Lamin Fatty said: “This does worry me because, if the children are unaccompanied, they should not be alone in tourist areas without their parents.

“It is also forbidden for a child to be in a bar so late at night and we do not encourage physical affection with minors.

“I work with young girls and boys and I would not hug them or pick them up, it is not appropriate.”

Malick Jallow added: “I would have questioned these men had I seen them myself. As a lawyer and an activist, I would want to know if they have the authority to be caring for that child.

 A tourist, in the yellow top, sits beside a young black boy at a café

“We have a lot of good Samaritans coming to The Gambia but we also have people who use charity as a front to hide their bad intentions.

“The security guards should have questioned these men but there is a culture of inferiority here and they would have been scared to challenge a wealthy Westerner.”

British tourists can still fly to The Gambia via Lisbon with the TAP airline or via Casablanca with Royal Air Maroc. There is also a limited direct service run by ‘The Gambia Experience’ company and package deals can be snapped up for just over £500 a person.

Health care assistant Lucy Mendy, 33, from Gloucester, was trying to enjoy a winter holiday in the country she has come to see as a second home — but says she was shocked by some of the things she had witnessed during her trip.

She said: “I’ve seen old men taking girls looking as young as 15 or 16-years-old to their hotel room.

“It made me feel sick and I wish I could have intervened, but this is not the UK and I was scared what might have happened if I tried to confront them.

“People here are so poor, some of them will do anything for money, even if it means giving their bodies to a tourist.”


Lucy’s mum, pensioner Marjorie Botton, 68, also from Gloucester, added: “The collapse of Thomas Cook has hit people so hard.

“They are getting half as many British tourists and that means they might not make enough money to get through the quiet season, which starts in April.”

Dutch tourist Corina Bouwman also witnessed suspected child abuse during her two week, winter vacation in December.

The social worker, 54, said: “I’ve seen a number of tiny African children walking around with big white men.

“On each occasion I thought, ‘What is going on here? Where is the child’s mother?’

“But I didn’t want to accuse anyone in case I had misread the situation.”

'White men approach little boys and girls'

Father-of-four Abdullah Labamba, 48, runs a fruit stand next to one of the many hotels that line Kololi’s palm-tree fringed beach and says he has witnessed paedophiles targeting vulnerable child workers selling peanuts for less than £1 a bag.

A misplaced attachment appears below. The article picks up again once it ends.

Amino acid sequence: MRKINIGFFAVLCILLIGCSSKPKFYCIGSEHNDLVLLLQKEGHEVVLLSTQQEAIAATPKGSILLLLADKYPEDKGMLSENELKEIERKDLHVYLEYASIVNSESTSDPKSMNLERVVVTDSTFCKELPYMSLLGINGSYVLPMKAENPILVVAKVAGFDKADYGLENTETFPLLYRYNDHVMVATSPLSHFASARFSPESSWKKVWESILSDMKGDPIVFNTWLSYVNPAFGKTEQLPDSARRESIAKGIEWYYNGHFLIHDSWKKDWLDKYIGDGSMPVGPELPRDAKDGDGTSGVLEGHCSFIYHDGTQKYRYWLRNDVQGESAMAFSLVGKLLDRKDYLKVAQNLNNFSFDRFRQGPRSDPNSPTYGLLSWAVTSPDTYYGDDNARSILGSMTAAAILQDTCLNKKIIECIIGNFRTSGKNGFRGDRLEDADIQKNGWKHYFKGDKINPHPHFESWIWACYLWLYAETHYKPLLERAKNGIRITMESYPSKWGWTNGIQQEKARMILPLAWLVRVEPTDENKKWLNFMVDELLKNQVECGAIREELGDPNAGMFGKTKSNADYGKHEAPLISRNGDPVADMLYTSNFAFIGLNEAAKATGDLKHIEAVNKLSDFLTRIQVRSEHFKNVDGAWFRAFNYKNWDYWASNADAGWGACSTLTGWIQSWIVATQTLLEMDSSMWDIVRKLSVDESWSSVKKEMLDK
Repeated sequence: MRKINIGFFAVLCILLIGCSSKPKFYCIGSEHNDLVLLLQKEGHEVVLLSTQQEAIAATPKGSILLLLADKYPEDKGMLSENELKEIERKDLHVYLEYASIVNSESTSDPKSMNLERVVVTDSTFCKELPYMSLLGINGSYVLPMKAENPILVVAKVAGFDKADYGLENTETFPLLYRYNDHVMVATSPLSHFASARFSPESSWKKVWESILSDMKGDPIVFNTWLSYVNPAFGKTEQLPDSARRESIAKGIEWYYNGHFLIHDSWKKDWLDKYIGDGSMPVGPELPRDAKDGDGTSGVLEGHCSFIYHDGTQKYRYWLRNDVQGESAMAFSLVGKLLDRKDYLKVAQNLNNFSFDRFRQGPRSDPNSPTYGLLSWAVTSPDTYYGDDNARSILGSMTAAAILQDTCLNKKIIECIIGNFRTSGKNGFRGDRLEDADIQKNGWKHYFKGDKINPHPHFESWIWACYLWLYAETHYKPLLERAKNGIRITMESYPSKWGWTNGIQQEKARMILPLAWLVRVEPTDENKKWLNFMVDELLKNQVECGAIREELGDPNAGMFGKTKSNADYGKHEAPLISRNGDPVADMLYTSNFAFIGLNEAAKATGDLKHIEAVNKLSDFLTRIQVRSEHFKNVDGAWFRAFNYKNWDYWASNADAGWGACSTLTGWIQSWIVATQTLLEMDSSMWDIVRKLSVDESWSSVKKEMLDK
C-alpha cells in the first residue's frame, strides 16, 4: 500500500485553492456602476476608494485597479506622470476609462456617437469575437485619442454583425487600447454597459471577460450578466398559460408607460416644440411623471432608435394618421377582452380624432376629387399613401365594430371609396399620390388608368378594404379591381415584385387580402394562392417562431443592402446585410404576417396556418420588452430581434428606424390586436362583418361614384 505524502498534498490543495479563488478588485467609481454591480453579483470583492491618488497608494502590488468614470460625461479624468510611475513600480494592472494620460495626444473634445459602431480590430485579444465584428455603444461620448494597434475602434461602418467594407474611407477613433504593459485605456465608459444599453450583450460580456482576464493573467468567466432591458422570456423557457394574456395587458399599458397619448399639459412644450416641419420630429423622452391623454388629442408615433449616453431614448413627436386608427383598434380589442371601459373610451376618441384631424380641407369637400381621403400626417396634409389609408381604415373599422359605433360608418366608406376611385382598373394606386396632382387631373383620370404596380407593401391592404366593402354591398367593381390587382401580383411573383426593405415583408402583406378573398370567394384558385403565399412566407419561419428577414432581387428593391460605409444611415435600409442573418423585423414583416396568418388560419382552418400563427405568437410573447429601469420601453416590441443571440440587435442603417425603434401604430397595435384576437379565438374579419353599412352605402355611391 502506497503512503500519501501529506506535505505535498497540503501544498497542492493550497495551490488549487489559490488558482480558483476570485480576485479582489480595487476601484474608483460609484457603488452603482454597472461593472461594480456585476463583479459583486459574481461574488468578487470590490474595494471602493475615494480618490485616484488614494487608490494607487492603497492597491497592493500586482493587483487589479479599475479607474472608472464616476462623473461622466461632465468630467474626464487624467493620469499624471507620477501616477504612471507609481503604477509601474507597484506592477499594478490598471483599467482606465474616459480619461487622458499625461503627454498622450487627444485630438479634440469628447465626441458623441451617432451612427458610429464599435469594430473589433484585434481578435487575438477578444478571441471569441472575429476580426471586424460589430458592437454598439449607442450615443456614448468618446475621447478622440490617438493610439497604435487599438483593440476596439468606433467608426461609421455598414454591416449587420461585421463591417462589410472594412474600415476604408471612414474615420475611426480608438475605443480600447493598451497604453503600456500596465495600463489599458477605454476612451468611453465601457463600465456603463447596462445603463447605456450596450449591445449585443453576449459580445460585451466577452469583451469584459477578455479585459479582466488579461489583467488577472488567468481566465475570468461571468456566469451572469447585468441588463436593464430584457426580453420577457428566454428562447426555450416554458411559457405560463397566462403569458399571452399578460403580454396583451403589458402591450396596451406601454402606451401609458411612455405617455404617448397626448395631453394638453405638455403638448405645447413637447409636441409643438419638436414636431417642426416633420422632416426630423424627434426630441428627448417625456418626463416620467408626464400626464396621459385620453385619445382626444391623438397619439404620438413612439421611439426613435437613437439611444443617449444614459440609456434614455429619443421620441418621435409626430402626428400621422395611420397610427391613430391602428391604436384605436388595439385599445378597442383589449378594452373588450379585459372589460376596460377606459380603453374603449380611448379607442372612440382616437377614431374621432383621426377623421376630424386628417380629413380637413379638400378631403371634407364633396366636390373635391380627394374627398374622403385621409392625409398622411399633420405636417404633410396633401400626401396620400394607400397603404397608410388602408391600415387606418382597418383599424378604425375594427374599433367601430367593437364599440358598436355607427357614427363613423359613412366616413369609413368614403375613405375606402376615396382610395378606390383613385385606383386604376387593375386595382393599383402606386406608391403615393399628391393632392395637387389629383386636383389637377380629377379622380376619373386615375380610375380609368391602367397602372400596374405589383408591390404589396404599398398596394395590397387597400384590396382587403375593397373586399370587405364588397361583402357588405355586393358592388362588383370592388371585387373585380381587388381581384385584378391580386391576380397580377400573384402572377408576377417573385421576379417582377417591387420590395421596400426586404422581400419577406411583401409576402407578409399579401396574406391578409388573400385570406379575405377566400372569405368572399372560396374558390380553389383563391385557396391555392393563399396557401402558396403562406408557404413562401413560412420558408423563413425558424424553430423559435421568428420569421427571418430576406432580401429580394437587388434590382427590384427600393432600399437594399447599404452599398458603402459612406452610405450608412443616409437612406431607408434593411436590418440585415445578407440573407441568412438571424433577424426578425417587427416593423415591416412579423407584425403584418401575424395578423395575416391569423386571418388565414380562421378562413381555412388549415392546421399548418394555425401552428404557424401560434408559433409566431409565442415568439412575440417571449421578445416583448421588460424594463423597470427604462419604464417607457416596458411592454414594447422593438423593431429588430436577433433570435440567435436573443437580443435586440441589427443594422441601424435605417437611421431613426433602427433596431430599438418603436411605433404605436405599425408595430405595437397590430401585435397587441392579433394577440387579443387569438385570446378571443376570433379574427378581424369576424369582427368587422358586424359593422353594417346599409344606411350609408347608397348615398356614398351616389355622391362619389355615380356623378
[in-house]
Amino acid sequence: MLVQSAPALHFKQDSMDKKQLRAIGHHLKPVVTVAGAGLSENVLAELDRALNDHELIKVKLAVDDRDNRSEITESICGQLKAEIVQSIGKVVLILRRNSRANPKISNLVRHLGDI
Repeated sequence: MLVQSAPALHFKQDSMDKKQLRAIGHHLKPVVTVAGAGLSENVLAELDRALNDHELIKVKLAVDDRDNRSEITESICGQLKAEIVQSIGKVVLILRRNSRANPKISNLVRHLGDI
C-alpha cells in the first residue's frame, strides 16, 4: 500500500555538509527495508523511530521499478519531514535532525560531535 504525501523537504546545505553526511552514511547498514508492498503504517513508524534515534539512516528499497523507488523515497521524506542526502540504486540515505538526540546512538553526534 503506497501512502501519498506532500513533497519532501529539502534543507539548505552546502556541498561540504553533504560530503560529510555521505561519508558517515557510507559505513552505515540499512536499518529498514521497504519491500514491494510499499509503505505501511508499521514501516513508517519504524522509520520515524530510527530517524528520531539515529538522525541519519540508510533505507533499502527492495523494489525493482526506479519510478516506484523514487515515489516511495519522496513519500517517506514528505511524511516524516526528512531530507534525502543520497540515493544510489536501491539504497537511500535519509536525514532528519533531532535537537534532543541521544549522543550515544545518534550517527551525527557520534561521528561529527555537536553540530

He said: “I’ve seen white men approach the little boys and girls right here on the beach. I do my best to stop them.

"I tell the children, ‘Get out of here, this is not a safe place for you.

“The children will run away but they normally come back. It's shocking.

"Their parents are desperate for money and they know they won’t be allowed home until they have sold at least five bags.

“Some men try to take advantage of that by offering them £50 for the whole basket. Then they will ask them to come back to go somewhere private.”

Child abuse scourge

Tragically, child abuse is now endemic in The Gambia, where 60 per cent of the 1.9m population live below the poverty line.

Previous research has shown that paedophiles often pose as charity workers and Good Samaritans so they can befriend poor families — and UNICEF has warned that The Gambia is one of Africa’s top destinations for child sex tourism.

The Gambian government meanwhile has tried to crack down and in 2013 introduced new laws allowing them to seize hotel properties if children are knowingly abused on the premises.

They also pledged to give out “hefty fines” and “stiff sentences” to paedophiles that are caught.

But incredibly there has been only one successful prosecution since laws were tightened and that man ended up being pardoned by the president.

Norwegian teacher Svein Agesandakar, 57, was found guilty of abusing six children, the youngest aged three, in 2006.

The court heard how he had tricked his way into a hard-up Gambian family by posing as a do-gooder, giving the parents sacks of rice and new shoes in exchange for time alone with their large brood of six kids in a hotel room.

The paedophile had separate convictions for child abuse in Norway but was sentenced to just three years in jail.

 

 Lamin Fatty, National Coordinator of the Children’s Protection Alliance, said this boy shouldn't be in a bar so late at night, adding: "We do not encourage physical affection with minors"

Then, in 2018 President Adama Barrow decided to pardon him for reasons that have never been explained.

The pardon was later revoked amidst a public outcry but experts fear his case has given a green light to other paedophiles.

Predator free

In October last year an official UN investigation found that Gambia’s tourist areas continue to be a dangerous place for children and that predators now stay in motels and private apartments so they can avoid prying eyes.

UN Special Rapporteur Maud de Boer-Buquicchio reported: “The rare instances when complaints are lodged with the police are not duly acted upon, the gathering of compelling evidence is delayed, and investigation and prosecution is stalled, resulting in victims or witnesses withdrawing their complaints.

“Some cases have also reportedly been dismissed on the grounds that statements by child victims were allegedly inconsistent.”

Our report comes after the UK government was slammed for failing to protect children overseas  from British predators.

A report by the Independent Inquiry into Child Sexual Abuse (IICSA) found more needs to be done to make sure offenders operating in poor countries like The Gambia are caught and prosecuted.

 

 

 

Source Sun UK

Posted on January, 17 2020